Jim Martell, an advisor to Elroy who owns the Salt Lake City-based freight carrier Ameriflight, says that autonomous drones can’t come soon enough for his industry, which is struggling with a pilot shortage. With higher-paying passengers airlines poaching from his 200-strong pilot roster, he says he’s always about 15% understaffed.
“I’m hoping to be their first customer,” says Martell. If Elroy can increase payload capacity to 2,500 pounds he says he could replace 90% of his fleet.
The cargo pod will have interior space of roughly 8 feet by 21 inches wide and 16 inches high, and it’s designed so that 40 can be fit in a standard 20-foot shipping container, allowing for easy transfer to truck and ship. The pods will be loaded by workers, but they’ll be able to stand clear safely as the aircraft automatically picks up the pods and drops them off.
The company pegs the global expedited delivery market at $140 billion a year, of which about $1.5 billion is accounted for by the small aircraft the Chaparral could displace, not to mention the ground transport it could stand in for.
Elroy has flown a subscale model to validate the design and is planning to start flight testing a full-scale prototype in the next few months.
Elroy isn’t the only drone startup pursuing the cargo market. Camarillo, California-based Sabrewing is developing a hybrid-electric VTOL that could carry 2 metric tons of cargo over much longer ranges; it’s aiming to pull off the first flight of an unmanned commercial aircraft across the Pacific, flying a smaller demonstrator drone nonstop from Japan to California in 2020. In 2018, Boeing unveiled a prototype for an electric unmanned multirotor drone that it says will be able to carry 500 pounds.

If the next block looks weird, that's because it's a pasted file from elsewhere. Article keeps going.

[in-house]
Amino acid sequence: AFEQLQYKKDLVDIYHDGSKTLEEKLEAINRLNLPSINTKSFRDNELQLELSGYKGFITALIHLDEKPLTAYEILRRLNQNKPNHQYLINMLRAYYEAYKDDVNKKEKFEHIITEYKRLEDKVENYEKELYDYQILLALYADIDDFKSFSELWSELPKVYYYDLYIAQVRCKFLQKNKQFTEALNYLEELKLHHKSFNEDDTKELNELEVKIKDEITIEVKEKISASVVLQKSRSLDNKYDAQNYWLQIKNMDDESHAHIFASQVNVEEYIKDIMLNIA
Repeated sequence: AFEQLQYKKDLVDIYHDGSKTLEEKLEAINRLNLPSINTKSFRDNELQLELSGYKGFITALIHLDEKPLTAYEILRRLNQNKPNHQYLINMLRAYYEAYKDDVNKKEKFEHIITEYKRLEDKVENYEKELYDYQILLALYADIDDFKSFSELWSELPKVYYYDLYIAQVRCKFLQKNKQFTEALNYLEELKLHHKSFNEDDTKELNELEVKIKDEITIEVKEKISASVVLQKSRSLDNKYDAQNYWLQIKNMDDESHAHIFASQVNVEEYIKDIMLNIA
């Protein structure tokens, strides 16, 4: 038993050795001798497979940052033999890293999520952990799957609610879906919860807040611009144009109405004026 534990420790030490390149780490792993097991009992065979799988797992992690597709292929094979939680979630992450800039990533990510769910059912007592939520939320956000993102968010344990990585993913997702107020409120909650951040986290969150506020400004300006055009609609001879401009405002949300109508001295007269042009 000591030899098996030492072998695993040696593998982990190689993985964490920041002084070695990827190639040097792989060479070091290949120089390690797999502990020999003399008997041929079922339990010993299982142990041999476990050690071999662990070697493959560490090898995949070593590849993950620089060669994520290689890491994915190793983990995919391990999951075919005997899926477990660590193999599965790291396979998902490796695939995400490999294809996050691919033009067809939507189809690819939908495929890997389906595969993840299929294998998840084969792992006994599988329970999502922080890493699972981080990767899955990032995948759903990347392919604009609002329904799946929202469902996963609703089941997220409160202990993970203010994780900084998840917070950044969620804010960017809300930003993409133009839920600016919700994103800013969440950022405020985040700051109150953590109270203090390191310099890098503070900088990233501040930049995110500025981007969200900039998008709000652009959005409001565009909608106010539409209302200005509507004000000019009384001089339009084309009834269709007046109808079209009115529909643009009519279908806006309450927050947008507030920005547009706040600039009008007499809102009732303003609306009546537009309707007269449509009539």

Kofi Asante, Elroy’s director of strategy and business development, says the company is working on deals with e-commerce companies to expedite deliveries as well as with humanitarian organizations. On the commercial side Elroy intends to sell aircraft to package delivery carriers and to experiment with offering delivery services itself, either as a subcontractor for UPS, FedEx or DHL, or on its own.
Elroy is aiming to launch service first overseas in 2020, but Merrill says he believes based on discussions with the FAA that it will be possible to receive approval to fly a limited set of missions in rural areas of the U.S. by then, most likely through waivers to existing regulations and with a combination of autonomous and remote control.
Merrill says initially the cargo drones will fly routes approved by the FAA and local civil authorities, and under the eye of air traffic controllers. Eventually, once regulations and traffic management is sorted out to enable flights in urban areas, Elroy hopes to expedite deliveries to and from cities as well.
Mark Blair, who retired in 2017 from FedEx after 27 years in air operations, says he’s cheerleading the freight drone startups on but that there are a “jillion” operational challenges they’ll have to solve to earn space in a U.S. market where there are no appreciable holes in service.
“There’s going to have to be incremental advantages from it that are niche driven and with high-value cargo to make it work,” Blair says.
The venture capital firms backing Elroy are Catapult Ventures, Levitate Capital, Lemnos, Precursor Ventures, Haystack, Shasta Ventures, Homebrew, 122West, Amplify Partners, Hemisphere Ventures, the E14 Fund and DiamondStream Partners.